Can food allergies affect heart health? Antibodies to certain allergens, particularly cow’s milk, can significantly increase the risk of cardiovascular mortality, a study has revealed.
Food allergies occur when the immune system reacts unfavorably to certain types of food, mistaking them for being harmful. To tackle the perceived threat from the allergen, the immune system releases an antibody called immunoglobulin E (IgE).
People with food sensitivities can develop hives, wheezing, itching, swelling and digestive issues such as abdominal pain, nausea, vomiting and diarrhea after exposure to the allergen. In some people, food allergies can lead to anaphylaxis, a life-threatening reaction.
In people who do not have symptoms of food allergy, food-specific antibodies or IgE were considered clinically irrelevant. However, in the latest study, published in The Journal of Allergy and Clinical Immunology, researchers found a link between IgE and increased risk of cardiovascular mortality.
“People who had an antibody called IgE to foods that they regularly eat seemed to be at increased risk for dying from heart disease. We were surprised by these findings because it is very common to have IgE in foods (about 15% of American adults have IgE in common food allergens), and most people don’t have any symptoms when they eat the food. As allergists, our thinking has been that it is not important if people have IgE to foods, as long as they don’t have symptoms when they eat the food,” said study lead author Corinne Keet, from the UNC Department of Pediatrics.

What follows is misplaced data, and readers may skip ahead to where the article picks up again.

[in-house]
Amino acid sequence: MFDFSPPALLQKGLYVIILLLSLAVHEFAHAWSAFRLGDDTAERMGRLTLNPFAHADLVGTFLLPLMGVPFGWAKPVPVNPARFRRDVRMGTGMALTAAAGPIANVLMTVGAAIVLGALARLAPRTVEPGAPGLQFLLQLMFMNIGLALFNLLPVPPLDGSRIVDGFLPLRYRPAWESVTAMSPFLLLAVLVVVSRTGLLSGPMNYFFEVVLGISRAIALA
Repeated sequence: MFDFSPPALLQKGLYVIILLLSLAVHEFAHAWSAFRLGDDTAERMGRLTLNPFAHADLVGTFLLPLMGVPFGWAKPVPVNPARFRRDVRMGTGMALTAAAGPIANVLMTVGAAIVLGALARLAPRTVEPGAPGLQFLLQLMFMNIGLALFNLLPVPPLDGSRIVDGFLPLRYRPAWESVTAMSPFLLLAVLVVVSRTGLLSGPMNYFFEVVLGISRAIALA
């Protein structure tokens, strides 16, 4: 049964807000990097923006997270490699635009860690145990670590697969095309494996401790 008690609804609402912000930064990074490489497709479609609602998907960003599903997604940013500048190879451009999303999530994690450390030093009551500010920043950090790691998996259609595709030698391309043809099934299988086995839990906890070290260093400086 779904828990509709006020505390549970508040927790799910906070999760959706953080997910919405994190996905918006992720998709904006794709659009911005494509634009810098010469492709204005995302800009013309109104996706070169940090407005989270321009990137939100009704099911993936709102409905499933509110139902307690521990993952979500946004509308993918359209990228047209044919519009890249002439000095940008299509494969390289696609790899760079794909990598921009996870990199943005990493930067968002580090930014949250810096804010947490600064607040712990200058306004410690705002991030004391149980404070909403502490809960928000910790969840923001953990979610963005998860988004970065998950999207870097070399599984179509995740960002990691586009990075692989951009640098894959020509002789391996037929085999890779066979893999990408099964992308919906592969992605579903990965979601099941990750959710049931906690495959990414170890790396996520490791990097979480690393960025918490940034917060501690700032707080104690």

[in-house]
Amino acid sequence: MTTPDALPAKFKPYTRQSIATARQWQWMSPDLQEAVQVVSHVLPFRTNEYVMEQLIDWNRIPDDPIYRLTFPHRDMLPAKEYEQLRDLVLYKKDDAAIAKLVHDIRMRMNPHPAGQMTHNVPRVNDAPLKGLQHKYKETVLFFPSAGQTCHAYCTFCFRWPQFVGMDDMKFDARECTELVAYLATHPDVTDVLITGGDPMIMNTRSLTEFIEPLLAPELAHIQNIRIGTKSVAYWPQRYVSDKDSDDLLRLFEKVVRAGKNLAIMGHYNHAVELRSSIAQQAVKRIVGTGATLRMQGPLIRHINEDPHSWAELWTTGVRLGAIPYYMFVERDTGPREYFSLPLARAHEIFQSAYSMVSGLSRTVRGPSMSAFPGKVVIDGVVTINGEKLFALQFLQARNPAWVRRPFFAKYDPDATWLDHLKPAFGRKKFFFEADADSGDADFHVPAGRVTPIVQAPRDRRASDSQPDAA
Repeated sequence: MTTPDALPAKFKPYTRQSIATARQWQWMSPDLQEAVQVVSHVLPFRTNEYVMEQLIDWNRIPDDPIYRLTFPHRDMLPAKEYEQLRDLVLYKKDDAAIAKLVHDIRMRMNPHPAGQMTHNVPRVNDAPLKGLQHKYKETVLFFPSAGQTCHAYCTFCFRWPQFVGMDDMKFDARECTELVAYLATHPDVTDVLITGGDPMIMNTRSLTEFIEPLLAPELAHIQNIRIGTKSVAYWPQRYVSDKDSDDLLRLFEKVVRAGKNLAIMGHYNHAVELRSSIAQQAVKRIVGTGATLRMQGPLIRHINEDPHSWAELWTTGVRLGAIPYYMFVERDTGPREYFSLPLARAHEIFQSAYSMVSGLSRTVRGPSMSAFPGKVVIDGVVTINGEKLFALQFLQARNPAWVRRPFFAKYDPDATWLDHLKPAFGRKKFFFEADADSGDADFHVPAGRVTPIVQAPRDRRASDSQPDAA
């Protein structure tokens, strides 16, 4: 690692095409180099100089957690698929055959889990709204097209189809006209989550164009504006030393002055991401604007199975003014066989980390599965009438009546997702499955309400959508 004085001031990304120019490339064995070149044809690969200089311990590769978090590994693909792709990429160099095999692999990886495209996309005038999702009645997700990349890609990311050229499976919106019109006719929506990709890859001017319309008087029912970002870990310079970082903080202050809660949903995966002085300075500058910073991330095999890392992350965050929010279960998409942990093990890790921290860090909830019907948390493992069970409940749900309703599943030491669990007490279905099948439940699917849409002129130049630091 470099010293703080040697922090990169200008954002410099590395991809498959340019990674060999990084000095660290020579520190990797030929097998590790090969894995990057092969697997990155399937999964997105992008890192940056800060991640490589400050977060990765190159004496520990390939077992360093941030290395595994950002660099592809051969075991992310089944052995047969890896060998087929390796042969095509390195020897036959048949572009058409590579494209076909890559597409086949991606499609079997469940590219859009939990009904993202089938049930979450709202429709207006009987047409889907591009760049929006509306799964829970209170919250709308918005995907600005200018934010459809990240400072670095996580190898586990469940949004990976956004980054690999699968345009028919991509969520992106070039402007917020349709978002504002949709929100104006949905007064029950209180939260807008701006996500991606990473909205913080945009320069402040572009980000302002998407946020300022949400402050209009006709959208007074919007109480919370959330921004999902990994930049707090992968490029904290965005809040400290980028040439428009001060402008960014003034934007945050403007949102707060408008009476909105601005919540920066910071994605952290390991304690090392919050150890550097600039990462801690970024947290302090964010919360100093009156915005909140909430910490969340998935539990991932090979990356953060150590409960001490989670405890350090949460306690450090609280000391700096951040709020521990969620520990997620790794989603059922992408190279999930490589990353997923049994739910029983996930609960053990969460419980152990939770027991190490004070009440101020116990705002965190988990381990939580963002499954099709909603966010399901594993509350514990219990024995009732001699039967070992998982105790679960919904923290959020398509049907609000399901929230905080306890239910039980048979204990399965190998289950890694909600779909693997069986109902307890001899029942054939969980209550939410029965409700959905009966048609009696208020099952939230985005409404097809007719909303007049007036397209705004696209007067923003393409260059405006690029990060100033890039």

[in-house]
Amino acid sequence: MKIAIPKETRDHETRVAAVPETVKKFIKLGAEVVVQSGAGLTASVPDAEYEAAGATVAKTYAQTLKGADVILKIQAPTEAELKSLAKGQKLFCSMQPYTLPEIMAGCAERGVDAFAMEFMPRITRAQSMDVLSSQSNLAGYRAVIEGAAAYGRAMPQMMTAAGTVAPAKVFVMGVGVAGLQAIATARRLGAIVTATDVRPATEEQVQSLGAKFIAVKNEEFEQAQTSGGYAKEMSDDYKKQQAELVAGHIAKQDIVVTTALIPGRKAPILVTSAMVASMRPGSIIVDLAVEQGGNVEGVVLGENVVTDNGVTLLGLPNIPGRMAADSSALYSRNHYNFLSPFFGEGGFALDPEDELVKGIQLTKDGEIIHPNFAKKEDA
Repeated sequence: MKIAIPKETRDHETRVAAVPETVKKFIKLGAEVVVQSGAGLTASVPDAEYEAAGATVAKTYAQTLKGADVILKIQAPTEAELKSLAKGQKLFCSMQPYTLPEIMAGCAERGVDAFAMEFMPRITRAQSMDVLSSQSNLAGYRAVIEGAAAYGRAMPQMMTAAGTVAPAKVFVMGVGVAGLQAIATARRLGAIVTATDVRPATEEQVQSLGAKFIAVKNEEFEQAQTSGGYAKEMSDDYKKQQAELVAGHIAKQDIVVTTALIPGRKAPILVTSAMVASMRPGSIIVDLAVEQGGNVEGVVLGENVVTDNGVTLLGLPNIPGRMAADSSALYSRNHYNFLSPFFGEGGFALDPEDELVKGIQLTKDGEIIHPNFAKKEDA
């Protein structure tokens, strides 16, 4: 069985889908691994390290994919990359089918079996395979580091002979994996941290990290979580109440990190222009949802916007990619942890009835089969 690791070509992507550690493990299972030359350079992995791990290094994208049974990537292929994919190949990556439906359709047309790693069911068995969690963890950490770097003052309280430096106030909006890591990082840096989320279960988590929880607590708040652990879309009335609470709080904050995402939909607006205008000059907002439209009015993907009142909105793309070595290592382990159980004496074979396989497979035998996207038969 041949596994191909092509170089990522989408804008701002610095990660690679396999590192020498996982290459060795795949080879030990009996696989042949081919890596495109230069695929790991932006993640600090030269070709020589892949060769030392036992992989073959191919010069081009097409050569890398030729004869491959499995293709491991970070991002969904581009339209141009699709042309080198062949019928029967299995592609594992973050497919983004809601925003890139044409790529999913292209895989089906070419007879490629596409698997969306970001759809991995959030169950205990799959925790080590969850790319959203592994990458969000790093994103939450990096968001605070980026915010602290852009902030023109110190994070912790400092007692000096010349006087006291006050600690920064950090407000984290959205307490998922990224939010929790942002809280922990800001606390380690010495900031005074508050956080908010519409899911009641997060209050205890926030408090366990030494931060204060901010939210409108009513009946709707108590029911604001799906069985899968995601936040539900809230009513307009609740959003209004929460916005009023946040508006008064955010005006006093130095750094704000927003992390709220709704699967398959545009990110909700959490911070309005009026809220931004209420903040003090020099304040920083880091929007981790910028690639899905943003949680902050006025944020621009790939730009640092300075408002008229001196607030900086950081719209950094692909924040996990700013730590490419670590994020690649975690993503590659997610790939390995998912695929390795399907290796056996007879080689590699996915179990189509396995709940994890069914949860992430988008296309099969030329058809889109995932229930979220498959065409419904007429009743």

The strongest link with cardiovascular death was noticed in people who had the antibodies but continued to consume the food regularly. While the maximum risk was associated with cow’s milk, other allergens such as peanuts and shrimp were also dangerous.
“What we looked at here was the presence of IgE antibodies to food that were detected in blood samples. We don’t think most of these subjects actually had an overt food allergy, thus our story is more about an otherwise silent immune response to food. While these responses may not be strong enough to cause acute allergic reactions to food, they might nonetheless cause inflammation and over time lead to problems like heart disease,” said researcher Jeffrey Wilson, from the University of Virginia School of Medicine.
The research team reviewed data from 4,414 adults who participated in the National Health and Examination Survey (NHANES) and 960 participants in the Wake Forest site of the Multi-Ethnic Study of Atherosclerosis (MESA). They measured the participant’s total and specific IgE to allergens, including cow’s milk, egg, peanut, shrimp, alpha-gal, dust mite and timothy grass. During the study, 285 people died from cardiovascular causes.
Participants with IgE antibodies to at least one food, particularly those sensitive to milk, were associated with a significantly higher risk of cardiovascular death. Further analysis showed significant risk among those who routinely ate peanuts and shrimp even when they had sensitivities.
“The findings do not conclusively prove that food antibodies are causing the increased risk, but the work builds on prior studies connecting allergic inflammation and heart disease,” the news release said.